Learn About Mudding Drywall
So you’ve installed and fastened your drywall and want to know
what’s next? Well now it’s time for the taping and compound
stage. This stage is important because the final look of your drywall
depends on what you do in this stage.
Like the dry walling process, knowledge is also important to mudding
drywall. In this stage it’s important to know your compounds
and your tools.
You’ll also need to be prepared for this stage as well. Taking
a little time to familiarize yourself with products and techniques
before you begin a project will save time later and help produce better
Jointing compound is available as a powder or pre-mixed. You also
have to choose from several textures. Taping compound is the coarsest
and is generally recommended only for the very first taping layer.
Topping compound is much thinner and smoother than taping compound.
For this reason, topping compound is an ideal choice for finishing
the surface of your drywall. There is also an all-purpose joint compound,
which is halfway between taping and topping compound in both texture
and thickness. This can be used in both stages. However, using the
two compounds is recommended for the most professional look.
To apply the mud, you should use a taping knife. This tool comes in
different lengths and each new layer requires a slightly longer knife.
It’s very important to make sure that all of the nails and screws
are inserted properly. No screws or nails should be sticking out. You
can check for nails that are sticking out by running a taping knife
along all of the edges and seams. If you feel or hear anything touching
the metal of the taping knife, then you need to go back and sink the
nail or screw further into the drywall.
It is important in the next stage that you follow these steps carefully
(and be patient):
Patience is so important because mudding drywall is a four-step, four-day
process. Be sure to allow at least twenty-four hours of drying time
between each application of compound.
First, there will be the taping layer. At this stage, apply the compound
and then insert paper-jointing tape into the joins and smooth over
with more compound. You’ll also need to cover up all nails and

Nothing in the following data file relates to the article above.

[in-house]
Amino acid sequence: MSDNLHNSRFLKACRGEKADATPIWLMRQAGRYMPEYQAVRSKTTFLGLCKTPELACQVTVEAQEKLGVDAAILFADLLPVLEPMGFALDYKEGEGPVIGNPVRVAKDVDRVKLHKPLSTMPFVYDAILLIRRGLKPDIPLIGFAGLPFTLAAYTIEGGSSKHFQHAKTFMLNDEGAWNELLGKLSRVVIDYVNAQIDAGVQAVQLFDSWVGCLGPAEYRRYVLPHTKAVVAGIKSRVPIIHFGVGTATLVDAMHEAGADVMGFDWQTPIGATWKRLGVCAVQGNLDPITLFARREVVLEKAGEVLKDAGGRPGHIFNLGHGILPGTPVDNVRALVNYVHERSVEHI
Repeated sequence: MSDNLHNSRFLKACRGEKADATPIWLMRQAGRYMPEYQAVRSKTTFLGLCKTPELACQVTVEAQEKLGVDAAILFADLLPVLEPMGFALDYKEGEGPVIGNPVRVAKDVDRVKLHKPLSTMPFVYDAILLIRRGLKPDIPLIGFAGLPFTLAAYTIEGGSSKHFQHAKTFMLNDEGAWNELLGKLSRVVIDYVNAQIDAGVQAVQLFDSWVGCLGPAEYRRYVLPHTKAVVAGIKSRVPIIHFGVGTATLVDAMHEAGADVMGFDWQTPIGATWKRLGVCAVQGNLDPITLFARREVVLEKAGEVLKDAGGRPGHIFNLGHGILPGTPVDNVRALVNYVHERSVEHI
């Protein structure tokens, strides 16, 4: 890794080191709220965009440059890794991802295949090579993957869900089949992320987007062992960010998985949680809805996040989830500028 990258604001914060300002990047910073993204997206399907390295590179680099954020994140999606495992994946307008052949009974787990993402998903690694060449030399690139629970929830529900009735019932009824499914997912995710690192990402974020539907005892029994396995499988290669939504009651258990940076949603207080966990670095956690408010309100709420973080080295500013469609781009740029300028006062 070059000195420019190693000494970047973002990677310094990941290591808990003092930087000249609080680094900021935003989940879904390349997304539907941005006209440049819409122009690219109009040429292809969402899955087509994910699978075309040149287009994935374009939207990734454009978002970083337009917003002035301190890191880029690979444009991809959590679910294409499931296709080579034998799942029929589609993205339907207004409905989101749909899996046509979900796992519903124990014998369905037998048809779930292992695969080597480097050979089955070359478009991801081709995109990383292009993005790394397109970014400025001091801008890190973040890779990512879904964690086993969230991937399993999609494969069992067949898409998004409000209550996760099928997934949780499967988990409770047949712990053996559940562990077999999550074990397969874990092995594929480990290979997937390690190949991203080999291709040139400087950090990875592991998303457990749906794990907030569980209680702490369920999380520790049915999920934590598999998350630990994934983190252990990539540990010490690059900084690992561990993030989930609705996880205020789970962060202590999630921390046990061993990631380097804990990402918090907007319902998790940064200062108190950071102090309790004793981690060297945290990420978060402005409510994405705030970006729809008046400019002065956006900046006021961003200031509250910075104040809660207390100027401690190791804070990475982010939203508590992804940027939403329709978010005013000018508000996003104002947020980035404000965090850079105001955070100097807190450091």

screws with compound (making sure, of course, that all of them are
properly sunk in). After completing the taping layer, your surfaces
should be filled and everything should be leveled.
Next, you will apply two layers of compound. This will smooth out
your surfaces. But remember, with every additional layer that you add,
you’ll need to use a longer taping knife. For the second and
third coats, use a taping knife that is at least seven inches long.
Apply the compound by smoothing it over the joint. Then stroke each
side and finish with a stroke down the middle.
Applying this compound can be tricky. It requires applying mud in
different thicknesses and with different pressure in different spots.
When doing side strokes, apply more pressure to the outside of the
knife. During the center stroke, keep the pressure evenly distributed.
But remember, this takes practice and patience to get right.
The final coat is the finishing coat. You will have to very careful
to create a smooth, finished product. Start by scraping a wide taping
knife over the joints to make sure all ridges and bumps are removed.
This is the stage to thin out the compound if you plan to do it. This
is not a required step and is dependent on personal references.
As already noted, patience is perhaps the most important tool used
in mudding drywall. Along with patience, consistency is an important
tool for success in mudding drywall. You will probably be eager to
be finished with dry walling and ready to decorate your project by
painting. However, this is another point when patience will be an invaluable
tool. Sanding comes next. Sanding will smooth out any ridges and vastly
improve the final appearance of your drywall. Sanding is rough work
and can be messy. It’s a good idea to wear protective gear. Covering
your eyes and mouth is not only safe – it will also improve the
comfort level of this difficult final stage.